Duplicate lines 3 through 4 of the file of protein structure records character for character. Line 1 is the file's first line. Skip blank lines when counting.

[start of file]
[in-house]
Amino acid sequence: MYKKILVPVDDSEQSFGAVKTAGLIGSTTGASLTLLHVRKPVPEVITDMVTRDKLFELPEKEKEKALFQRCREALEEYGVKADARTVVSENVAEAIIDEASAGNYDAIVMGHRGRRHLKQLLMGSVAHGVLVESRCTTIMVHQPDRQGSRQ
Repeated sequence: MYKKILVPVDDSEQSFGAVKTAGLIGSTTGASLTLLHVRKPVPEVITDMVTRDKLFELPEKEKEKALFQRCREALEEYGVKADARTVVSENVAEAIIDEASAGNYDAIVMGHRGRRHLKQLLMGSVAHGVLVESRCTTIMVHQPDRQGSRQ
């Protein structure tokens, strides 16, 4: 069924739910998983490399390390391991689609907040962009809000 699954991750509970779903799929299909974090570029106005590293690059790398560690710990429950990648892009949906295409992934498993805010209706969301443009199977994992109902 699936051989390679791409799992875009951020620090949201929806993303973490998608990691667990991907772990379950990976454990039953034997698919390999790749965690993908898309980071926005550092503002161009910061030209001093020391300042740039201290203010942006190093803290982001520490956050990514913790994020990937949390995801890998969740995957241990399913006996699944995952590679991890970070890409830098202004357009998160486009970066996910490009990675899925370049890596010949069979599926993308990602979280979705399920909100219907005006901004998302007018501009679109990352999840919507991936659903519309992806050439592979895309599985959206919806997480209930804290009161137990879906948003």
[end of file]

Repeated sequence: MYKKILVPVDDSEQSFGAVKTAGLIGSTTGASLTLLHVRKPVPEVITDMVTRDKLFELPEKEKEKALFQRCREALEEYGVKADARTVVSENVAEAIIDEASAGNYDAIVMGHRGRRHLKQLLMGSVAHGVLVESRCTTIMVHQPDRQGSRQ
């Protein structure tokens, strides 16, 4: 069924739910998983490399390390391991689609907040962009809000 699954991750509970779903799929299909974090570029106005590293690059790398560690710990429950990648892009949906295409992934498993805010209706969301443009199977994992109902 699936051989390679791409799992875009951020620090949201929806993303973490998608990691667990991907772990379950990976454990039953034997698919390999790749965690993908898309980071926005550092503002161009910061030209001093020391300042740039201290203010942006190093803290982001520490956050990514913790994020990937949390995801890998969740995957241990399913006996699944995952590679991890970070890409830098202004357009998160486009970066996910490009990675899925370049890596010949069979599926993308990602979280979705399920909100219907005006901004998302007018501009679109990352999840919507991936659903519309992806050439592979895309599985959206919806997480209930804290009161137990879906948003």